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phil

camera trigger for lighting pictures

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EDIT: nevermind I got it all figured out and all the parts ordered.

 

 

 

I am wanting to build this camera trigger I found to try and get some pics of lightning. ---> LINK <--- I understand what I am ordering with all the parts but the capacitors. I'm really confused as to what types I need and how to get them in the values I need. I've spent hours on the digikey website and all I got was more confused. Can anybody help me out and tell me what ones I need?

 

lightningR1.jpg

Edited by phil

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I've got the parts and a camera to use but I've never got around to putting it all together. I wish I would have cause we've had some heavy storms come thru in the past few weeks.

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One other method for lightning - you can make or buy a remote shutter trigger for an SLR. Then you just hold down the shutter button until you see a flash, release it, and you will have the entire lightning bolt.

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I finally got around to getting the circuit together and tested tonight. So far so good. Now all I need to do is hack the camera and wait around for some lightning.

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Looking forward to seeing how this works. I tried the other way, lightning in the distance made the sky all lit up like daytime while I wait for the right one.

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I'm still trying to get all the bugs worked out but I got it all hooked up, camera and all, and tested over the last few days. It works great in a dark room with a flashlight. Everything was looking good until the popup thunder storm this afternoon. The circuit seems to be too sensitive for daytime use or maybe I have the opening for the photo darlington to look out too big. It did a lot of false triggers without the transistor looking out the view finder. This might not be a problem if you are using a fast digital (I'm not even sure a digital would be fast enough) but with a film camera this is a problem. I'm glad I didn't put a roll of film in it to test. After the storm passed I put the transistor in a homemade assembly and attached it to the viewfinder. The false triggers didn't completely go away but they did get a lot less frequent.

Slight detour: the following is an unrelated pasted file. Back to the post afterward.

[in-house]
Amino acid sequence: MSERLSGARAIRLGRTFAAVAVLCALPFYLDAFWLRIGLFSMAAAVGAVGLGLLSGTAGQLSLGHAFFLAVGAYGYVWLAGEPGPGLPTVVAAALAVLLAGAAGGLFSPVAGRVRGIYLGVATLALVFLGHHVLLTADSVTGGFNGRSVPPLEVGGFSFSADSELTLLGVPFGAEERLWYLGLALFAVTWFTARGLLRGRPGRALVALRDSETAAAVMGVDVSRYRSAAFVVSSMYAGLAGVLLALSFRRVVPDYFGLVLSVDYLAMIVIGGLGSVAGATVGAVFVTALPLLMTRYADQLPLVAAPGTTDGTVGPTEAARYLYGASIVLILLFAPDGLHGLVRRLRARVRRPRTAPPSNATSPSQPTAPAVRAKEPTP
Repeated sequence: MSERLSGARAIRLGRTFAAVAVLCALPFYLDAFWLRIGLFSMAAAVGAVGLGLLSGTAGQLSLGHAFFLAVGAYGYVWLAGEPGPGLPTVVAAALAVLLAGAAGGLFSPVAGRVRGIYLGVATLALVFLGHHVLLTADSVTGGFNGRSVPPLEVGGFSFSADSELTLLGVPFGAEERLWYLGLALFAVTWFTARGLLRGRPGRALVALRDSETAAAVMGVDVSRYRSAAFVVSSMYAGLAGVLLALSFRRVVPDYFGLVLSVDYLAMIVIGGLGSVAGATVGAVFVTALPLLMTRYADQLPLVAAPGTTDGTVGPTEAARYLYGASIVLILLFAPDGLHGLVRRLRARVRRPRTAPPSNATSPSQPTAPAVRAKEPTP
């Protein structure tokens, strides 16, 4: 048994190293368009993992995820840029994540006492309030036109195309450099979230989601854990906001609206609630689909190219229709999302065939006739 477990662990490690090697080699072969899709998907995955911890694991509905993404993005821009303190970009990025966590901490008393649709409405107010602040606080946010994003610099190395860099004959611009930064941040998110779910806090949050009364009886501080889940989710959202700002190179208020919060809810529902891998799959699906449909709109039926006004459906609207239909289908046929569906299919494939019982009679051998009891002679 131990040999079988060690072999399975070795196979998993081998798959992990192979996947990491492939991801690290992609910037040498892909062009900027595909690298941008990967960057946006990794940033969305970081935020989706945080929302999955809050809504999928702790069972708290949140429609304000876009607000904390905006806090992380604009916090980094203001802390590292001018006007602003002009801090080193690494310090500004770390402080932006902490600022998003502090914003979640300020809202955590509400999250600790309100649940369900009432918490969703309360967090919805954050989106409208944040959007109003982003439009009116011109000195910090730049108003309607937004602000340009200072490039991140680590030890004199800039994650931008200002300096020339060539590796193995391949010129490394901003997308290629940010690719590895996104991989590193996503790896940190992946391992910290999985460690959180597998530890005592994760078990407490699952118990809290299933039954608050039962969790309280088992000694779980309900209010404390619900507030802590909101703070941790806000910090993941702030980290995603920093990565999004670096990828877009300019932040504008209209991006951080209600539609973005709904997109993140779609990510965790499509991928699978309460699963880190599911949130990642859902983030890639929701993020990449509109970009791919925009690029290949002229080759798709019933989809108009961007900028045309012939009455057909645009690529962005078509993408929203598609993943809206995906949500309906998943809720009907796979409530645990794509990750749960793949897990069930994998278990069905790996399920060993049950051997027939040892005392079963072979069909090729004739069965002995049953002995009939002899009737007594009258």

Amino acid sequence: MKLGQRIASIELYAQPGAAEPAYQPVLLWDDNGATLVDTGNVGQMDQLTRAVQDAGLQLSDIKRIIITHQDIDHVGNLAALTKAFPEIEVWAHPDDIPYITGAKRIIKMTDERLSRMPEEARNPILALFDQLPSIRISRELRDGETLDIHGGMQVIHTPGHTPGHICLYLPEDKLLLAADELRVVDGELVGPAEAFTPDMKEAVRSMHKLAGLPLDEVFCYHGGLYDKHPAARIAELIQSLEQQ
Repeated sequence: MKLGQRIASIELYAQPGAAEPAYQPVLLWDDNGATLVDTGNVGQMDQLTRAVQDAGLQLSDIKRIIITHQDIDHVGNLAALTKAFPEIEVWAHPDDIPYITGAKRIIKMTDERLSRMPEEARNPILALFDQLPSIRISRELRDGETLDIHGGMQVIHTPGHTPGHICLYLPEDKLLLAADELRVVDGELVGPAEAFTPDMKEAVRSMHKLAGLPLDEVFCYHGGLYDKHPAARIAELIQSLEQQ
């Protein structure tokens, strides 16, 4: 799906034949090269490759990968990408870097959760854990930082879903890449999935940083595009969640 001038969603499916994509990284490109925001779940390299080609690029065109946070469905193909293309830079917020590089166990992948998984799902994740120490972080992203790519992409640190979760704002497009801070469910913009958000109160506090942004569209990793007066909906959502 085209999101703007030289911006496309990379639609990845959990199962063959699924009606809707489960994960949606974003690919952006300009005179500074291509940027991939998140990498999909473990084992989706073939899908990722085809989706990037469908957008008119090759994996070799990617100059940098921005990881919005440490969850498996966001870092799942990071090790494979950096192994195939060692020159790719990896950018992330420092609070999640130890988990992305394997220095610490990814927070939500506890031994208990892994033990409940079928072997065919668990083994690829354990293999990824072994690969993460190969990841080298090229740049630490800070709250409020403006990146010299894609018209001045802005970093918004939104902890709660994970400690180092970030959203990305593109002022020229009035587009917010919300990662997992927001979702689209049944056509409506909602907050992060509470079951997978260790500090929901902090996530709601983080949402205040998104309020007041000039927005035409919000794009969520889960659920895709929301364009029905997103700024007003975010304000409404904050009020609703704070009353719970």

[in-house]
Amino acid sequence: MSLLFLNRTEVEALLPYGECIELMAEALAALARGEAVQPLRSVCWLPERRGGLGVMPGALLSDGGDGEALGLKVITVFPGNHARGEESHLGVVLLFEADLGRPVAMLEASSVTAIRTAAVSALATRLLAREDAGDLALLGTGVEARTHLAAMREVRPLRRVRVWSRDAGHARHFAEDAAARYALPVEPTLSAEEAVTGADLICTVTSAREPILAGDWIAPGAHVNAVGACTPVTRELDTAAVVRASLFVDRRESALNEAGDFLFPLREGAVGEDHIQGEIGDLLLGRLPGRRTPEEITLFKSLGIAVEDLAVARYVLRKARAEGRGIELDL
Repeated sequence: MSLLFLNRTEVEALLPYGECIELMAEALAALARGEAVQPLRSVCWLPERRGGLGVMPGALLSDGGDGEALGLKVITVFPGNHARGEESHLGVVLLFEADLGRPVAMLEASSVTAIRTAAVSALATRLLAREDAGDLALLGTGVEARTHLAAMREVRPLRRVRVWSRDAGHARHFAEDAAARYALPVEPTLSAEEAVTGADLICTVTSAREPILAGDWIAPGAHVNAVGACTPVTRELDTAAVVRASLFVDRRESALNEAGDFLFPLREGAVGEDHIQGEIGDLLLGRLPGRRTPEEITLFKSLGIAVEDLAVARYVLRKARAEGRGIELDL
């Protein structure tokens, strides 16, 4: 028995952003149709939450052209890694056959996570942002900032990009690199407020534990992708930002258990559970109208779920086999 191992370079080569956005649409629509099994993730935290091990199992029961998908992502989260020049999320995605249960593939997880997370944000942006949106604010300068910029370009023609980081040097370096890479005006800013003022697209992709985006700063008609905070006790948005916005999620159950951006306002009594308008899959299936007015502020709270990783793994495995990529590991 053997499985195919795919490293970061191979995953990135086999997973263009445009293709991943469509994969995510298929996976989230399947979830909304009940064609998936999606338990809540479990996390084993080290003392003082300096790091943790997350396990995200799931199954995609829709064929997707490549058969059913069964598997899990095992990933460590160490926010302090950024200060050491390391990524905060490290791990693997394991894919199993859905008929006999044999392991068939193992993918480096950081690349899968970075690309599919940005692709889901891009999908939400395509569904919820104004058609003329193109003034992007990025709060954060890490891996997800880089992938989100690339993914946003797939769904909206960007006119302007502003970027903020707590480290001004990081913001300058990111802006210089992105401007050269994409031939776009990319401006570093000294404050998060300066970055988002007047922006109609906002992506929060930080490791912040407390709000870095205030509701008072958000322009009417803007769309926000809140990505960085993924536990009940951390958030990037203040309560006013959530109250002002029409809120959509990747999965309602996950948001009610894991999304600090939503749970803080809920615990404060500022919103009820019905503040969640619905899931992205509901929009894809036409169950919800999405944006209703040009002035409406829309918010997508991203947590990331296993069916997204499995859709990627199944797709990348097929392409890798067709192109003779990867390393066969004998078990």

I could use any suggestions you guys might have as to what could be done to make it a little less sensitive to daylight.

 

Also another thing to note incase you don't like reading all the information like me. The circuit doesn't like any kind of indoor lighting, flourescent or incandescent. The light will make it cycle on and off repeatedly.

Edited by phil

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Both flourescent and incandescent lights give it fits. I know why flourescent lights do but the incandescents I'm not so sure. My guess is it sees the 60 cycle stobe of the AC. Pure DC light sources don't bother it.

 

I'm using a 35mm camera not a digital because I don't think a digital camera will shutter a picture quick enough. The camera I'm using is an old point and shoot 35mm I had laying around with a rough shutter time (using a stopwatch several times) of under 1 second. I'm not sure if this is quick enough or not but I don't know how much quicker it could possibly be.

 

From what I've read about the circuit with a fast 35mm and slow speed film it has about a 50% success rate. You are counting on getting pictures of the return strikes of lightning not the inital strike so no return strikes mean no lightning pictures unless you get lucky.

 

Now here is where I show my ignorance of all things electronic. I was thinking that a transisitor or opto controlling the shutter instead of a relay would do away with a little more lag time. I'm not sure why he chose a relay to control the shutter, it has to take more time to close a mechanical contact than it does an electronic one.

 

I think I have it all worked out now so the next storm that comes thru will tell if I get any pictures of lightning or just dark sky.